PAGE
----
Cover image for Gone crazy in Alabama
Title:
Gone crazy in Alabama
ISBN:
9780062215871

9780062215888
Edition:
First edition.
Physical Description:
293 pages ; 22 cm
General Note:
Companion to One crazy summer and P.S. Be eleven.
Summary:
Delphine, Vonetta, and Fern are off to Alabama to visit their grandmother Big Ma and her mother Ma Charles. Across the way lives Miss Trotter, Ma Charles' half sister. The two half sisters haven't spoken in years. As Delphine hears about her family history, she uncovers the surprising truth that's been keeping the sisters apart. But when tragedy strikes, Delphine discovers that the bonds of family run deeper than she ever knew possible.
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Summary

Summary

Newbery Honor winner and New York Times bestselling author Rita Williams-Garcia tells the story of the Gaither sisters, who are about to learn what it's like to be fish out of water as they travel from the streets of Brooklyn to the rural South for the summer of a lifetime.

Delphine, Vonetta, and Fern are off to Alabama to visit their grandmother, Big Ma, and her mother, Ma Charles. Across the way lives Ma Charles's half sister, Miss Trotter. The two half sisters haven't spoken in years. As Delphine hears about her family history, she uncovers the surprising truth that's been keeping the sisters apart. But when tragedy strikes, Delphine discovers that the bonds of family run deeper than she ever knew possible.

Powerful and humorous, this companion to the award-winning One Crazy Summer and P.S. Be Eleven will be enjoyed by fans of the first two books as well as by readers meeting these memorable sisters for the first time.


Author Notes

Rita Williams-Garcia graduated from Hofstra University. She has written several books including Blue Tights, Every Time a Rainbow Dies, Fast Talk on a Slow Track, One Crazy Summer, and No Laughter Here. Like Sisters on the Homefront was named a Coretta Scott King Honor Book. She won the PEN/Norma Klein Award. She currently teaches at the Vermont College of Fine Arts in the Writing for Children and Young Adults Program. She won the Coretta Scott King awards in 2016 with her title Gone Crazy in Alabama in the author category.

(Bowker Author Biography)


Reviews 5

Publisher's Weekly Review

For their third outing, the irrepressible Gaither sisters of Brooklyn get on a Greyhound bus bound for Alabama. It's 1969, and Delphine, Vonetta, and Fern are spending the summer with Big Ma, their father's mother, and a passel of other vividly drawn relatives. Delphine, now 12, again narrates (which must make Vonetta spitting mad). The bickering between these sisters is as annoying as it is authentic, and it mirrors a long-simmering feud between Ma Charles (Big Ma's mother) and her half-sister, Miss Trotter, who uses Vonetta to send spiteful messages back to Ma Charles. The back-and-forth allows Williams-Garcia to unspool the Gaithers' complex family history: as slaves, as blacks in the segregated south, and in relation to the Native Americans who once called the area home. As a plot device, an argument between two grannies can't quite match the events that drove One Crazy Summer and P.S. Be Eleven. But it's reward enough just to spend more time with this feisty, close-knit family, whose loyalty to and love for each other trump everything else. Ages 8-12. (Apr.) © Copyright PWxyz, LLC. All rights reserved.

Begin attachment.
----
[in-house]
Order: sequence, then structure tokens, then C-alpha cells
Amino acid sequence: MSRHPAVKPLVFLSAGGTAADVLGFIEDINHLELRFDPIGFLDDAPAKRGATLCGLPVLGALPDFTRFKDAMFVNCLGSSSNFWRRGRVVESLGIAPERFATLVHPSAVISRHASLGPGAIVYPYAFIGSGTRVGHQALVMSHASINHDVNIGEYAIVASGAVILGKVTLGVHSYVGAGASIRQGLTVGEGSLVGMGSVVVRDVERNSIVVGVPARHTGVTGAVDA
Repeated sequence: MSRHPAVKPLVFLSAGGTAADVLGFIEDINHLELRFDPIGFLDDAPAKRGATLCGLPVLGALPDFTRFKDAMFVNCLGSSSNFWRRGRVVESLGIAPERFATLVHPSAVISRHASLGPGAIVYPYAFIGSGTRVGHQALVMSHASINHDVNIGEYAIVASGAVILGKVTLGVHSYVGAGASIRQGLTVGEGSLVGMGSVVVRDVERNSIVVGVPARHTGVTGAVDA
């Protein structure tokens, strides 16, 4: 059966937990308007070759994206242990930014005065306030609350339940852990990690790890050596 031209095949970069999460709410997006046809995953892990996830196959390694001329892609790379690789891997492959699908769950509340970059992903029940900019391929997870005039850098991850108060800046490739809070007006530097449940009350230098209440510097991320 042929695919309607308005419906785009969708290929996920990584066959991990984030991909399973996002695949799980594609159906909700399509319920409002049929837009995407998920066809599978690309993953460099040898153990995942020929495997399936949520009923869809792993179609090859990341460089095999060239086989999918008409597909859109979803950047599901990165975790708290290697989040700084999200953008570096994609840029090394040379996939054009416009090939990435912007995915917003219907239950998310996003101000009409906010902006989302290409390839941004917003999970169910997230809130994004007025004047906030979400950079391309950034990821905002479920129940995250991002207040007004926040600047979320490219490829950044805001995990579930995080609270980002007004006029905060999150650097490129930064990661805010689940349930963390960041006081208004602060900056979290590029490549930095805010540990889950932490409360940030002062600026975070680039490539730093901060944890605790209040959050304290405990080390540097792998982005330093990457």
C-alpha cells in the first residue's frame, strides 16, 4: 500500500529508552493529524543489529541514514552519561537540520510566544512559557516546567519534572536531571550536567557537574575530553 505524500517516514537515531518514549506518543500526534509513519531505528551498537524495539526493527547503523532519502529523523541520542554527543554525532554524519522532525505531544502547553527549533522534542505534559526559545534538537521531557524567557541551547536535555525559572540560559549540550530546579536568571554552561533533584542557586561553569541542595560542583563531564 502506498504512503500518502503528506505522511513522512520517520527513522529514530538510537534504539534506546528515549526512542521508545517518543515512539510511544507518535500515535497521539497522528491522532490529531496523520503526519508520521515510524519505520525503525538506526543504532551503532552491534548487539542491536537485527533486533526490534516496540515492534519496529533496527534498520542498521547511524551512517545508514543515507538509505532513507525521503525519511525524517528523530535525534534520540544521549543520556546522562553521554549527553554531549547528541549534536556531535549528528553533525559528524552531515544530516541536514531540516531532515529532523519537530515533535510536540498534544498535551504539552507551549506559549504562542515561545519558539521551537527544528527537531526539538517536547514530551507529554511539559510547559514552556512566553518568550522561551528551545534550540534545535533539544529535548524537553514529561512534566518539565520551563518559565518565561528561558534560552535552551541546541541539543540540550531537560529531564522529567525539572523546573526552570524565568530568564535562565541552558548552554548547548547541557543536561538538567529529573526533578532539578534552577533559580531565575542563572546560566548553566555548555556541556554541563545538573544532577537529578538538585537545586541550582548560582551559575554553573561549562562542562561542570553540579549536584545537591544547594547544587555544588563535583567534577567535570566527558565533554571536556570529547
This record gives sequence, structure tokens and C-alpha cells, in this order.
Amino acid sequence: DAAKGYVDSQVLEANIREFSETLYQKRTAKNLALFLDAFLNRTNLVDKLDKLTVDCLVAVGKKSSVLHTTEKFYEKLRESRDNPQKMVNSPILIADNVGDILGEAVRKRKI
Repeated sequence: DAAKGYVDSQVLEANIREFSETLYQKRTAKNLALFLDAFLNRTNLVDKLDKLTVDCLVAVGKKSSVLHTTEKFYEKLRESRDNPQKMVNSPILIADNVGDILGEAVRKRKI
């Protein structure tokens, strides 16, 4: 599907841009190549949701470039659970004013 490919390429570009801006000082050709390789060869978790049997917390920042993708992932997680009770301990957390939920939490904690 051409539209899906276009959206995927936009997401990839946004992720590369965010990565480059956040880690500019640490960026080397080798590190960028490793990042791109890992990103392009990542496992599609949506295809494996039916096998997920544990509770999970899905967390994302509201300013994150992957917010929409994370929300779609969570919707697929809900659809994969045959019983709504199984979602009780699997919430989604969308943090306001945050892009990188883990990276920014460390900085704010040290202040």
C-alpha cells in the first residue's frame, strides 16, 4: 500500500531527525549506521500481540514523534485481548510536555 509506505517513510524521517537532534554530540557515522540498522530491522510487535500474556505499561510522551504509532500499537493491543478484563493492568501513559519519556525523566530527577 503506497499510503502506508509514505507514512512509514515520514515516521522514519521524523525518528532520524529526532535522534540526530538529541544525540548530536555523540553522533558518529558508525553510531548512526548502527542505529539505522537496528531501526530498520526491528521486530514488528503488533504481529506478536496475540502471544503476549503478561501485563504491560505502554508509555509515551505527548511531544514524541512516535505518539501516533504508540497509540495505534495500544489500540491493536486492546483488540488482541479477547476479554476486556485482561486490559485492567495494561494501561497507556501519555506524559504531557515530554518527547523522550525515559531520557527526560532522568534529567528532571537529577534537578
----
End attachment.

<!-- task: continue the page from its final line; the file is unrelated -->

Horn Book Review

Williams-Garcia says goodbye to the Gaither family (One Crazy Summer, rev. 3/10; P. S. Be Eleven, rev. 5/13) in this involving and emotional concluding installment. It's been a year since Delphine, Vonetta, and Fern visited their Black Panther mother, Cecile, in California. Now the sisters are heading to Alabama to visit their grandmother, Big Ma, and their great-grandmother, Ma Charles, and Pa has to warn them: "None of that black power stuff in Alabama. Black Panthers strut about in Brooklyn and in Oakland, but they're not so loud and proud in Alabama and Mississippi." Twelve-year-old Delphine is reading Things Fall Apart and is concerned that the title reflects her own life: "Our family is scattering, piece by piece." While down South, Delphine learns much about her large, twisting family tree and about family lore, including a Creek Indian patriarch; the estranged half-sister of Ma Charles who lives across the creek; and even white relatives with ties to the Klan. When a tornado strikes and disaster looms, Delphine sees how her scattered family has the strength to come together, all under one roof, to hold one another up. She takes Cecile's words to heart: "Things do fall apartBut you're strong enough to walk through the storm." Williams-Garcia's novel has the feeling of a saga, an American story of several generations, related effectively from Delphine's first-person point of view -- and with help from some feisty elders. dean schneider (c) Copyright 2015. The Horn Book, Inc., a wholly owned subsidiary of Media Source, Inc. No redistribution permitted.


Booklist Review